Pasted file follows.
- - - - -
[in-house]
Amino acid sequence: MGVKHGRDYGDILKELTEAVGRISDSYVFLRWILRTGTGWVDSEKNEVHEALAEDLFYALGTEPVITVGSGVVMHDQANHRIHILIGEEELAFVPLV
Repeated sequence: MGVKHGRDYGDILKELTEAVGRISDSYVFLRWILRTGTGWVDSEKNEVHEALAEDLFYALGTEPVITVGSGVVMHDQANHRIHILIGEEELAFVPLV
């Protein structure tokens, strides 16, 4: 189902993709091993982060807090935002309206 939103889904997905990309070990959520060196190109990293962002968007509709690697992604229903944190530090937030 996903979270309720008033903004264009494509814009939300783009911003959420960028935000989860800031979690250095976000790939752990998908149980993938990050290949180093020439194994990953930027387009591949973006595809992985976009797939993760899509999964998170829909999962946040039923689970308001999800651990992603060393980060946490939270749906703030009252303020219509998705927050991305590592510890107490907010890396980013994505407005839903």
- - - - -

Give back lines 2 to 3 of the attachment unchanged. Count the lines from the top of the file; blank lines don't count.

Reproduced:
Amino acid sequence: MGVKHGRDYGDILKELTEAVGRISDSYVFLRWILRTGTGWVDSEKNEVHEALAEDLFYALGTEPVITVGSGVVMHDQANHRIHILIGEEELAFVPLV
Repeated sequence: MGVKHGRDYGDILKELTEAVGRISDSYVFLRWILRTGTGWVDSEKNEVHEALAEDLFYALGTEPVITVGSGVVMHDQANHRIHILIGEEELAFVPLV